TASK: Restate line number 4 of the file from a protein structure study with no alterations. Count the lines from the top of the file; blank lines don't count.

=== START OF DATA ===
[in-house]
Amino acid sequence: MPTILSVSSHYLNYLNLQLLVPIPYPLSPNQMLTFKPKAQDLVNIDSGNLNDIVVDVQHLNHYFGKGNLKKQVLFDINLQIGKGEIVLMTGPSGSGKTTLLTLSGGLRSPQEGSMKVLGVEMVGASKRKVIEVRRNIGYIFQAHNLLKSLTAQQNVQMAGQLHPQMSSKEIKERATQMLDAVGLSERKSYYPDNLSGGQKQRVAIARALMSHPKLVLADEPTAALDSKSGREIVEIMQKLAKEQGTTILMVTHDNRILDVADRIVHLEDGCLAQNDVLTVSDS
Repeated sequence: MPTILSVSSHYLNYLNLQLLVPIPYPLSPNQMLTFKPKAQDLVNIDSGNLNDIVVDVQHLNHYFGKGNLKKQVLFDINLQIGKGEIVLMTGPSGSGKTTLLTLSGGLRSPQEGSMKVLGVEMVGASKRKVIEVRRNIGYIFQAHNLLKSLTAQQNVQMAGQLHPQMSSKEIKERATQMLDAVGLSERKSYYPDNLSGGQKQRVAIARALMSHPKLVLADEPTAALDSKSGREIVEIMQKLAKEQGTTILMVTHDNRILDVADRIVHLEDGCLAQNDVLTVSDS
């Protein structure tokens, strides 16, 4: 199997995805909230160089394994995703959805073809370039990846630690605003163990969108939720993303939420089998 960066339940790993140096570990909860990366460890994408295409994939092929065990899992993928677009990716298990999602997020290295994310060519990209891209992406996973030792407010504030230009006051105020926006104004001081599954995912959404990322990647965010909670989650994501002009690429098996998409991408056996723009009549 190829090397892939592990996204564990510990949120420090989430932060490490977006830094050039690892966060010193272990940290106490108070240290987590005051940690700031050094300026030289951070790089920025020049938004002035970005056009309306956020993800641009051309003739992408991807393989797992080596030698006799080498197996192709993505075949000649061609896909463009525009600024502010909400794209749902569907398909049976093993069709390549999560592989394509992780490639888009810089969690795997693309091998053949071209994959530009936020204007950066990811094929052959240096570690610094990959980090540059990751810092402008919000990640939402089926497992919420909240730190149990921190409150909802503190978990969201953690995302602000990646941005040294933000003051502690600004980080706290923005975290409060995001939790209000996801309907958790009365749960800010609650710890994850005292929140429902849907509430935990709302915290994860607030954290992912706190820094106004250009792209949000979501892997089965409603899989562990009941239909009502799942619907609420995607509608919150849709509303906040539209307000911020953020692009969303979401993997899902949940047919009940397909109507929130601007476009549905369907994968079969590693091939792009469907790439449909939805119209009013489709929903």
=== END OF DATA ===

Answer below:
């Protein structure tokens, strides 16, 4: 199997995805909230160089394994995703959805073809370039990846630690605003163990969108939720993303939420089998 960066339940790993140096570990909860990366460890994408295409994939092929065990899992993928677009990716298990999602997020290295994310060519990209891209992406996973030792407010504030230009006051105020926006104004001081599954995912959404990322990647965010909670989650994501002009690429098996998409991408056996723009009549 190829090397892939592990996204564990510990949120420090989430932060490490977006830094050039690892966060010193272990940290106490108070240290987590005051940690700031050094300026030289951070790089920025020049938004002035970005056009309306956020993800641009051309003739992408991807393989797992080596030698006799080498197996192709993505075949000649061609896909463009525009600024502010909400794209749902569907398909049976093993069709390549999560592989394509992780490639888009810089969690795997693309091998053949071209994959530009936020204007950066990811094929052959240096570690610094990959980090540059990751810092402008919000990640939402089926497992919420909240730190149990921190409150909802503190978990969201953690995302602000990646941005040294933000003051502690600004980080706290923005975290409060995001939790209000996801309907958790009365749960800010609650710890994850005292929140429902849907509430935990709302915290994860607030954290992912706190820094106004250009792209949000979501892997089965409603899989562990009941239909009502799942619907609420995607509608919150849709509303906040539209307000911020953020692009969303979401993997899902949940047919009940397909109507929130601007476009549905369907994968079969590693091939792009469907790439449909939805119209009013489709929903």